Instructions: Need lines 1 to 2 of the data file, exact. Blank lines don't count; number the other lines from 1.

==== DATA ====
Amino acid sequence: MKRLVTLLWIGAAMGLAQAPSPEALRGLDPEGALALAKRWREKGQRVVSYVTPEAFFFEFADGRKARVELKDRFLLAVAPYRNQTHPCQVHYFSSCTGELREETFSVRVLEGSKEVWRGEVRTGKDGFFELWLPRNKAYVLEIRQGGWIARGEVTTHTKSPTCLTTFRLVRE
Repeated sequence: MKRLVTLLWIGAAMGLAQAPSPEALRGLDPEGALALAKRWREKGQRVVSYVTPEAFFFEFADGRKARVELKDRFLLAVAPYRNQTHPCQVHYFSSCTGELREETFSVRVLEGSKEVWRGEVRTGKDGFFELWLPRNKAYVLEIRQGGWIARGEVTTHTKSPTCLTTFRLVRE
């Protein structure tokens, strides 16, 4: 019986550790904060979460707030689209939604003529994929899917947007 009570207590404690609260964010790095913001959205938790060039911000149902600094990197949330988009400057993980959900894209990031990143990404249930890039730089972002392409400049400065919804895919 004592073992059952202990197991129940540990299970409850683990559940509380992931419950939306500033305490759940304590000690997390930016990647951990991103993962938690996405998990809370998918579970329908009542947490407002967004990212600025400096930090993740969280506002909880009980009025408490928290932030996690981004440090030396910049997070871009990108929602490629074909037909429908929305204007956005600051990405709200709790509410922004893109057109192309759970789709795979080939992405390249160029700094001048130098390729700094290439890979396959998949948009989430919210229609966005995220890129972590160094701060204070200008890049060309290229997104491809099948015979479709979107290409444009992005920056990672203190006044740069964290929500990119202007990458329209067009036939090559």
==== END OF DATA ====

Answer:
Amino acid sequence: MKRLVTLLWIGAAMGLAQAPSPEALRGLDPEGALALAKRWREKGQRVVSYVTPEAFFFEFADGRKARVELKDRFLLAVAPYRNQTHPCQVHYFSSCTGELREETFSVRVLEGSKEVWRGEVRTGKDGFFELWLPRNKAYVLEIRQGGWIARGEVTTHTKSPTCLTTFRLVRE
Repeated sequence: MKRLVTLLWIGAAMGLAQAPSPEALRGLDPEGALALAKRWREKGQRVVSYVTPEAFFFEFADGRKARVELKDRFLLAVAPYRNQTHPCQVHYFSSCTGELREETFSVRVLEGSKEVWRGEVRTGKDGFFELWLPRNKAYVLEIRQGGWIARGEVTTHTKSPTCLTTFRLVRE